Fishing Freshwater Trout Fishing

How to Fillet Trout

Enjoy rainbows, browns, and brookies bone-free in a few simple steps
Joe Cermele Avatar
how to fillet trout
The main reason to fillet a trout (instead of gutting it) is for better flavor on the plate. Joe Cermele

How do you fillet a trout? To be honest, most of the time you don’t. Trout are notoriously boney. Subsequently, many of the trout that end up on plates or roasting over a campfire are small, say, 15 inches or less. Given that the smaller a fish the tinier and more delicate the bones, it’s often easier to prepare them whole and simply peel the meat away from the bones after they’re cooked. There are, however, perks to making a little extra effort to properly fillet your trout. The biggest benefit to filleting a trout vs gutting one, at least in my opinion, is flavor. 

Filleting Trout vs Gutting Trout

I grew up gutting my trout, stuffing the body cavity with herbs, spices, lemon, and butter, and foiling them for a fire or tossing them in the broiler. The problem with this method is that no matter how many accouterments you stuff in that gut, it never really seems to flavor the meat. Even if I pan sear a whole trout, the flavor doesn’t seem to penetrate the flesh as much as I’d like. Conversely, a bone-free fillet that’s seasoned well and seared meat-side down will quickly absorb any white wine, garlic butter, or lemon pepper you shake and smear on it. And let’s be real, trout aren’t exactly the most flavorful fish that swim, so it’s worth enriching the taste as much as possible. 

There’s no question that you’ll get a nicer, cleaner fillet off a trout measuring north of 17 inches, but even if you’re loading a stringer with 12-inch stockers, they can be filleted. You’ll have to take your time, and it’s worth investing in a short, thin, flexible knife, but you’ll appreciate the results far more than letting them steam in their own juice wrapped in aluminum foil on the grill. Here’s a quick breakdown of how I fillet my trout.

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Step 1: Don’t Gut Them

It’s common for trout fishermen to gut their fish at the river or lake. Even if they don’t do it on the water, slitting the gut open to remove the innards is often step one back in the kitchen. If I intend to fillet my trout, however, I don’t remove the guts first. Keeping the whole trout intact makes it easier to hold and maneuver the fish while filleting. Whole trout also don’t slide around on the cutting board so badly.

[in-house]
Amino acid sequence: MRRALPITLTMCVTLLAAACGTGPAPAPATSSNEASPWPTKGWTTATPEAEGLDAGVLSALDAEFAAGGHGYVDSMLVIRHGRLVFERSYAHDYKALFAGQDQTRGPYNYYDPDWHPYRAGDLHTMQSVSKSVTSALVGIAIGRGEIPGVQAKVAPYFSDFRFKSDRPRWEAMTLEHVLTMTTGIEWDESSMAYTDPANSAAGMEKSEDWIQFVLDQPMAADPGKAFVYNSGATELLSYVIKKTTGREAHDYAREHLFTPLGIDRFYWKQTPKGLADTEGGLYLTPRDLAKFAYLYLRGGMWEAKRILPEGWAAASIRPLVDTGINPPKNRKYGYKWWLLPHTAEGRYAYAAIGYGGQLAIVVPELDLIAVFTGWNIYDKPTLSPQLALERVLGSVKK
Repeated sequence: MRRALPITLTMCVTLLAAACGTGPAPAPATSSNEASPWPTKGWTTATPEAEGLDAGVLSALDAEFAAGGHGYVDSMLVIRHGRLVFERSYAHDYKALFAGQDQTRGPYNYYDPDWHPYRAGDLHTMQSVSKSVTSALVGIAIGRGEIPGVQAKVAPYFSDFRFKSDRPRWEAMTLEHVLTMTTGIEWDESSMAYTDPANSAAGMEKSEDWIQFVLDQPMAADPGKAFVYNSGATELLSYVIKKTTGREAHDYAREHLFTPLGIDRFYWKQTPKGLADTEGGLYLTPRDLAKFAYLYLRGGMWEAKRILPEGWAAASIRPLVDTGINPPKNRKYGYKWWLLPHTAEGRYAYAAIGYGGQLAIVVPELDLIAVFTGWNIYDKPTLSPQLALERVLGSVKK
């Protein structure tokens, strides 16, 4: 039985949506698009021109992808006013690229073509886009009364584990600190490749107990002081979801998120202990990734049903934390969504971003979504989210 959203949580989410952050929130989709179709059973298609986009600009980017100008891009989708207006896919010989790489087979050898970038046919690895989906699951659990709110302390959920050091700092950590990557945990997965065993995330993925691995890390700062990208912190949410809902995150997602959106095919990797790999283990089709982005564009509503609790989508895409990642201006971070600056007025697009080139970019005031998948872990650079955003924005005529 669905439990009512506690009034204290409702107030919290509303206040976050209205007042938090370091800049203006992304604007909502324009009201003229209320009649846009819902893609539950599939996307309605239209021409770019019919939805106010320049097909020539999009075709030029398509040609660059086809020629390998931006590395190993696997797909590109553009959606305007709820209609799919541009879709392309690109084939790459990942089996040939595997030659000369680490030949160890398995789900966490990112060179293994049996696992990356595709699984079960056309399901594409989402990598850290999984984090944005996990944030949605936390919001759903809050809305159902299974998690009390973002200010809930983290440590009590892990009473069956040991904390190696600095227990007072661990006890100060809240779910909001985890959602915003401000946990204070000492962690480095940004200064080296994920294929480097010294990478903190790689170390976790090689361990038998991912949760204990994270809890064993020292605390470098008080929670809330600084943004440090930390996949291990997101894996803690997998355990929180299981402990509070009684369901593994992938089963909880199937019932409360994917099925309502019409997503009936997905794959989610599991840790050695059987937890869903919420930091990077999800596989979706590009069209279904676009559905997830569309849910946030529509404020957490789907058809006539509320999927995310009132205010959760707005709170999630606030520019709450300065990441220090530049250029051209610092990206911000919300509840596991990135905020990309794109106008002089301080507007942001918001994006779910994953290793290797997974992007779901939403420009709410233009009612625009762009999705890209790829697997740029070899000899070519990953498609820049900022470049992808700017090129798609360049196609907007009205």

Step 2: Make Your Cut

Rinse the trout in cold water and dry it as thoroughly as possible with paper towels. This will help it stick to the cutting board more effectively. Position the fish with its back facing you. Using the tip of your knife, make a shallow slice starting from the back of the head to the base of the tail running the blade just above the dorsal fin. Keep running the knife through the initial cut making sure the back of the blade is touching the fish’s spine. During this process you might hear or feel the knife cutting right through the fish’s fine ribs. Keep working carefully down the body until the fillet separates from the fish near the belly. Repeat this step on the opposite side of the trout. 

Step 3: Debone the Fillets

Now that you have two fillets, lay them on the cutting board skin side down. Thus begins the most time-consuming portion of the job—rib removal. If you want to get fancy you can order a cheap pair of deboning tweezers, a tool designed specifically for this task. I, however, have found that the same pair of hemostats I use to get my hooks out of a trout’s mouth does the job just fine. I will caution, though, that I don’t recommend using your fingernails to pull the rib bones. You often end up denting and mangling the fillet while doing so. With smaller trout the ribs can be so fine and fragile that they’ll slip from your grasp or break off in the meat. With your tool of choice in hand, run your fingertip down the fillet feeling for the ends of the ribs. Grab each one individually and slowly pull it out.

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Step 4: Savor the Flavor

Although it’s common to take the skin off the fillets of many species of fish, leave the skin on you trout. Their skin is too fine and brittle, and the meat won’t hold together well if it’s removed. 

Trout Filleting Q&A

How do you fillet trout without bones?

You can fillet trout without bones by using this method but it’s not very effective on smaller trout. 

How do you get pin bones out of trout?

A better way to get boneless fillets is to pluck out the pin bones with a forceps like I do. Either method is a little time consuming, but worth it. 

Is trout better with skin on or off?

Leave the skin on. You’ll thank me later. 

Final Thoughts on Filleting Trout

Now that you’ve got two bone-free fillets, all you have to do now is liberally season them and drop them in a hot skillet or under the broiler for a trout dinner that will be more satisfying than any whole trout you’ve ever eaten.